For one week every basketball season, that emotion consumes an entire state. This season, UK-U of L occupies center stage for a second week, this time in the crucible that is the Final Four.
However, for the purposes of this piece, I'm going to try to make like John Calipari and focus on Kentucky-Louisville as a basketball game and a basketball game alone. Like any other game, there will be five players in white uniforms and five players in colored uniforms (though the uniforms the Cardinals will wear are slightly brighter than normal), and those 10 players will accumulate statistics. And if you don't know how much I love statistics, you surely don't visit this website very often.
So, I'm going to take my best shot at previewing UK-U of L by the numbers.
Let me preface everything I say by telling you this could be an utterly fruitless endeavor. Why? Because the first matchup between the Wildcats and Cardinals in Rupp Arena was one of the most bizarre basketball games I've ever seen, and looking at the box score is the first place you should look for a reminder.
First off, UK won the game 69-62 in spite of shooting 29.8 percent from the field and committing a season-high-tying 21 turnovers. Kentucky has shot worse than 40 percent in just one other game this season (35.9 percent in the loss to Vanderbilt). That's utterly dumbfounding. Darius Miller committed eight of those turnovers and he hasn't committed more than four in a game since Coach Cal's first game as UK coach.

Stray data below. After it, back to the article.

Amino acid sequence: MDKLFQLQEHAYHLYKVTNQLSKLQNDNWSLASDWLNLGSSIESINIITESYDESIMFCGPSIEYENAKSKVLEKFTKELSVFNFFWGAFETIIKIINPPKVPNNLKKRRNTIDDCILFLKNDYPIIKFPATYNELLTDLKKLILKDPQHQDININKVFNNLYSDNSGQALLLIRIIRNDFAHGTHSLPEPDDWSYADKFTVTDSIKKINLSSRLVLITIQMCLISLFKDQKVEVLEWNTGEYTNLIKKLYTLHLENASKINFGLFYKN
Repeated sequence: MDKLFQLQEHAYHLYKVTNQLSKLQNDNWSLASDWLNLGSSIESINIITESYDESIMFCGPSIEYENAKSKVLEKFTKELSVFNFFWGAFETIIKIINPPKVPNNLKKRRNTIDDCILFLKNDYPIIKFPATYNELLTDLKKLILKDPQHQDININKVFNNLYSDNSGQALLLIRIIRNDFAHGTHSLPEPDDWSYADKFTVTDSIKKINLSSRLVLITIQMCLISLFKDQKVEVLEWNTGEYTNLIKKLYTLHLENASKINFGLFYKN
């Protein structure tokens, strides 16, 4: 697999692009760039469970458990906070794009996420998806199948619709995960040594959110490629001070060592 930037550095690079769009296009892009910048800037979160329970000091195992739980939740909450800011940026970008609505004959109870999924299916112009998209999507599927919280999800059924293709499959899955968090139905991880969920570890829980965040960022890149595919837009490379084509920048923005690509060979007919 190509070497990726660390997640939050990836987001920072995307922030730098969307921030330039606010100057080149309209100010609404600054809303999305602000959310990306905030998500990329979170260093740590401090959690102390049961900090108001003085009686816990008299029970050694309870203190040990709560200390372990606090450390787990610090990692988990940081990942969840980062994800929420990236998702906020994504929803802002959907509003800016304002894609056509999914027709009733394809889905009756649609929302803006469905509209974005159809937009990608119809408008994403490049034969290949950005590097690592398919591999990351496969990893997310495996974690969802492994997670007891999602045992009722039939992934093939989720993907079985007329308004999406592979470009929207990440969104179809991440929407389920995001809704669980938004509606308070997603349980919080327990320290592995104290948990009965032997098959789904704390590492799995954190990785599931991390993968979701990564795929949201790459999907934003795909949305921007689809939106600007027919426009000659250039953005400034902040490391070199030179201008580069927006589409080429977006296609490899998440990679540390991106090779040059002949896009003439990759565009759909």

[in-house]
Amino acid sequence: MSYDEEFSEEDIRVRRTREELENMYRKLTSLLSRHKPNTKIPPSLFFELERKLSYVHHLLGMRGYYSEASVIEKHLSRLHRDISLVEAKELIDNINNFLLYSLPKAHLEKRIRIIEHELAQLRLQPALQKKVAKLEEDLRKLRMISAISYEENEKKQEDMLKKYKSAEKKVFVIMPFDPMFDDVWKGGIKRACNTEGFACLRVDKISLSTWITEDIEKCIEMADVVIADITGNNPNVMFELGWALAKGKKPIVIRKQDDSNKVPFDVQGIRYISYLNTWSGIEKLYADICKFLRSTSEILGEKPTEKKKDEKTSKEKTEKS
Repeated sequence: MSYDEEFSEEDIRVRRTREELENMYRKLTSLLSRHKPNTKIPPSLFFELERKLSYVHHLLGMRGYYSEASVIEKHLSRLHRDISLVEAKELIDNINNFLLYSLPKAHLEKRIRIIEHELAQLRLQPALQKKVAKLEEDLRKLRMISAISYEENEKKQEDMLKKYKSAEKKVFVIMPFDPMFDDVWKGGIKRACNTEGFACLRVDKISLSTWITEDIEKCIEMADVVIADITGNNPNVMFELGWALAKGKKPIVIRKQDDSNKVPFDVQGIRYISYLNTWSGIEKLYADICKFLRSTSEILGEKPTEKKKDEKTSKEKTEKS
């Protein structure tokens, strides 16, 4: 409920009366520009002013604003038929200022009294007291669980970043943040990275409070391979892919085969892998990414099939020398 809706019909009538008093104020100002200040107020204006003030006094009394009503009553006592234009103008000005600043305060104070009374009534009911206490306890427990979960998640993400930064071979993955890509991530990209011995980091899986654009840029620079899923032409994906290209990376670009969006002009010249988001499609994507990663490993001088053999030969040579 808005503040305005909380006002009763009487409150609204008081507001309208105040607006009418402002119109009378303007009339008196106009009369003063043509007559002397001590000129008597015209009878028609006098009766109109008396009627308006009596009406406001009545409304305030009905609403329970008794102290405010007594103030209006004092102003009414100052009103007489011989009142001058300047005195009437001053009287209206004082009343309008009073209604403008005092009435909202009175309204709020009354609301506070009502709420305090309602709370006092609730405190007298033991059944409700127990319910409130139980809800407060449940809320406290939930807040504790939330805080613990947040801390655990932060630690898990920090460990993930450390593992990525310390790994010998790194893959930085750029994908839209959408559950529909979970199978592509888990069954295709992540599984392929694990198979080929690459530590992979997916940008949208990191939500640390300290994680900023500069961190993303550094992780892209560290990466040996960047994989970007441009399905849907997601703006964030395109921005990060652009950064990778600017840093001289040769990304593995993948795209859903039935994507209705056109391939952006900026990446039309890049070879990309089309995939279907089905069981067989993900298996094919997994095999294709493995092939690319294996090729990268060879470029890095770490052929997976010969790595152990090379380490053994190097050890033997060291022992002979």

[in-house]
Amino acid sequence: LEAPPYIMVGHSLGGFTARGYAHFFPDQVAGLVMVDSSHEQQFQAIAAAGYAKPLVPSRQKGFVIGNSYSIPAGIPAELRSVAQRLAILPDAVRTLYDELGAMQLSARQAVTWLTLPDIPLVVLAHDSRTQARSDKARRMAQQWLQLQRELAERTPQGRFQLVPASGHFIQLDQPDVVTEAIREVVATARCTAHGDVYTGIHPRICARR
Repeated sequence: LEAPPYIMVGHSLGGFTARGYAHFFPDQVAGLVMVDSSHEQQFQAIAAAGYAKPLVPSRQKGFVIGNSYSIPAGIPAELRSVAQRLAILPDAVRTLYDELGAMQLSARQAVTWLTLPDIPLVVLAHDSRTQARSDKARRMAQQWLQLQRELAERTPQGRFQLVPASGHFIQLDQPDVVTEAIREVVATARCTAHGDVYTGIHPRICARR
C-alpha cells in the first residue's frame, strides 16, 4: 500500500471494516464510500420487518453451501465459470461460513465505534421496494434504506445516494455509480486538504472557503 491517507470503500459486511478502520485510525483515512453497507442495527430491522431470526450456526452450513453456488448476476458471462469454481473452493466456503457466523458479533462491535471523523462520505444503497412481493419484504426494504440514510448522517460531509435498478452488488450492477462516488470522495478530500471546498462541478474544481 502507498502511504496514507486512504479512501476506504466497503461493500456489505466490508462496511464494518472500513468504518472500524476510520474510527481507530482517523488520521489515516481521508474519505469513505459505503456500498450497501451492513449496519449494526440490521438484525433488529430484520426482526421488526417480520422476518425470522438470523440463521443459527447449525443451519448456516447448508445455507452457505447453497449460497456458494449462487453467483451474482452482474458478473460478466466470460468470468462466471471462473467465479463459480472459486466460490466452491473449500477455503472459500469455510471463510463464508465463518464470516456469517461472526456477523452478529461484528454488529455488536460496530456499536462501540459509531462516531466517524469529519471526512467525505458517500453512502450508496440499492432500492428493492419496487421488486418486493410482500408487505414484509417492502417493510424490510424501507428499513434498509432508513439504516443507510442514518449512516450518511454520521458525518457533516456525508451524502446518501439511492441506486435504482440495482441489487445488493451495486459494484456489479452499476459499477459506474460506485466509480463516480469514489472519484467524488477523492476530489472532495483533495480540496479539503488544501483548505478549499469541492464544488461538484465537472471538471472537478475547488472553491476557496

The Cats were able to survive that game because of a few factors, not the least of which was that Louisville had comparable offensive struggles, shooting just 32.2 percent from the field and 25.3 percent in the second half. Also, UK was dominant on the boards, holding an astounding 57-31 advantage. That rebounding margin of plus-26 still ranks as UK's widest of the season. Michael Kidd-Gilchrist had 19 of those rebounds to go along with his 24 points. Last of all, Kentucky outscored Louisville by 14 points at the foul line, hitting 32-of-43 attempts. Fifty-two total fouls were called in that New Year's Eve game, 29 on U of L.
For the sake of all our enjoyment (and the tip time of Kansas-Ohio State), here's hoping the rematch goes a bit differently.
Odds are, it will. Both of these teams are much improved in the nearly three months since that first game, particularly at the point guard position. Marquis Teague and Peyton Siva look like different players than the ones that combined for seven turnovers and just 12 points on 3-of-21 shooting on Jan. 31. With those two floor generals leading the way, expect Saturday's national semifinal to have much more flow.
With that, we can finally turn the page on the season's forgettable first installment of the "Dream Game" and preview how we should expect the second one to go:
Kentucky offense vs. Louisville defense